On Wednesday, the FBI arrested Marcus Hutchins, a 23-year-old security researcher from the U.K. best known for helping to stop the WannaCry global outbreak, at DEF CON. Authorities have Hutchins under custody over allegedly creating and spreading Kronos, a malware targeting banking information.
U.S. law enforcement has declined to comment and U.K. agencies say they are aware of the situation and helping the family sort this through. The Department of Justice has released an indictment that says Hutchins, aka MalwareTech, is detained on six different counts related to hacking and illegal cyber activities.
The detention of the computer enthusiast coincided with the withdrawal of all the money in the Bitcoin wallets associated with the WannaCry scheme. Experts and the media are not sure the two events are related, and they don’t know either whether Hutchins is truly guilty or not.
— Joseph Cox (@josephfcox) August 3, 2017
What is Kronos and why is Hutchins being charged over it?
Kronos is a malware that rose to prominence between 2014 and 2015 as a hacking tool to get banking account information and credentials from unsuspecting users.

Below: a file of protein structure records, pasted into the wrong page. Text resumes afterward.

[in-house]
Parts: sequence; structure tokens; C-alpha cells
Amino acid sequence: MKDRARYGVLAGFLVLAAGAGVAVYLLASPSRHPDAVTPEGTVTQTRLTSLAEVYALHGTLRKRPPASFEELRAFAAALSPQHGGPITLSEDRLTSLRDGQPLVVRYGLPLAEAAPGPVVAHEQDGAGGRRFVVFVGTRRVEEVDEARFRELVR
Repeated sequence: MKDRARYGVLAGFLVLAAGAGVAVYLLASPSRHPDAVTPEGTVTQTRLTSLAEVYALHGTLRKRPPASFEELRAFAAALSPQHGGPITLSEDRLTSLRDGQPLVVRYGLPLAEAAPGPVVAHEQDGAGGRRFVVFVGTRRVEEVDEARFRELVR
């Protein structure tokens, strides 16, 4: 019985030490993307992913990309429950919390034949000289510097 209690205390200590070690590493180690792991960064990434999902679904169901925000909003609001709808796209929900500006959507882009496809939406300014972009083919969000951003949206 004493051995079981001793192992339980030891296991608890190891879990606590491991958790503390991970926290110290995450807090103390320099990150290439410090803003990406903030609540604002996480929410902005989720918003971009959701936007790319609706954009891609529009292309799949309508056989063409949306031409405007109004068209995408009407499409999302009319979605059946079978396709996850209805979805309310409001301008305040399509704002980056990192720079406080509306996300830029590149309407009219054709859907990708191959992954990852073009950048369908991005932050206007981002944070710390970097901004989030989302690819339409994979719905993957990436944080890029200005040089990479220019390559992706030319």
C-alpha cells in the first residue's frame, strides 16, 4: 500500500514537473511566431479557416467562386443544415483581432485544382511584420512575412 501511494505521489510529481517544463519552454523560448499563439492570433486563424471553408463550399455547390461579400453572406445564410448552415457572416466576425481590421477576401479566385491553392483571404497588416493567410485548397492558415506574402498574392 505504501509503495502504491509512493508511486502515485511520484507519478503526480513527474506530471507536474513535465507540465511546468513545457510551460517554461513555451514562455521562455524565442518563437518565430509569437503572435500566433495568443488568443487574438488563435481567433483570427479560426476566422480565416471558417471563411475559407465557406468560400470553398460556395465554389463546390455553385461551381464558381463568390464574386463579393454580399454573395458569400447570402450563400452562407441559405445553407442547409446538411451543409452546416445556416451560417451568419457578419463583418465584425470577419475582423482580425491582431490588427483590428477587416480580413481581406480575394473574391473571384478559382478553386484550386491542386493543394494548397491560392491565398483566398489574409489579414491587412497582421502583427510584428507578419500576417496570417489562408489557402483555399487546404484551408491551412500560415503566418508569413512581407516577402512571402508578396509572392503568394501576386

Hackers hid Kronos streams in common attachment files like Microsoft Word documents and such, making it particularly stealthy when compared to others of its kind. People interested in using the malware to obtain the info they wanted usually hired a hacker’s services through dark net markets.
It is inferred that the recent takedown of AlphaBay and Hansa by a global operation was the source of the arrest. When authorities captured AlphaBay’s administrator, they were also able to get direct access to the servers and planted backdoors to gather as much intelligence as they could.
Marcus Hutchins, who runs a cyber security blog called MalwareTech and is employed by the Los Angeles firm Kryptos Logic, managed to find a “kill switch” within WannaCry’s code that allowed him to disable instances of the malware single-handedly and provided the key to shutting down the entire operation.
Authorities may have confused MalwareTech’s activities
Hutchins actions did not go unnoticed, and he was hailed as a hero by the community for stopping a threat that could have potentially reached tens of millions of computers but affected roughly 1 million.
Upon learning about the indictment, Ryan Kalember of Proofpoint, a cyber security firm based in Sunnyvale, California, said the FBI might have followed false leads in the arrest of MalwareTech.
“Lots of researchers like to log in crimeware tools and interfaces and play around,” Kalamber said. He further alleged the Bureau could be mistaking research for control over Kronos infrastructure, and that he wasn’t sure agents could tell the difference between the two instances.
MalwareTech tweeted in mid-June a request for a Kronos sample, which many have pointed out as either illogical (based on the DOJ counts) or a cover supposing the charges are true.
An unnamed co-defendant has been charged along with Hutchins, and only he is known to be under the custody of the FBI at an unknown law enforcement facility in the U.S. His family has not been able to contact him and he was last known to be at the Henderson Detention Center in Nevada.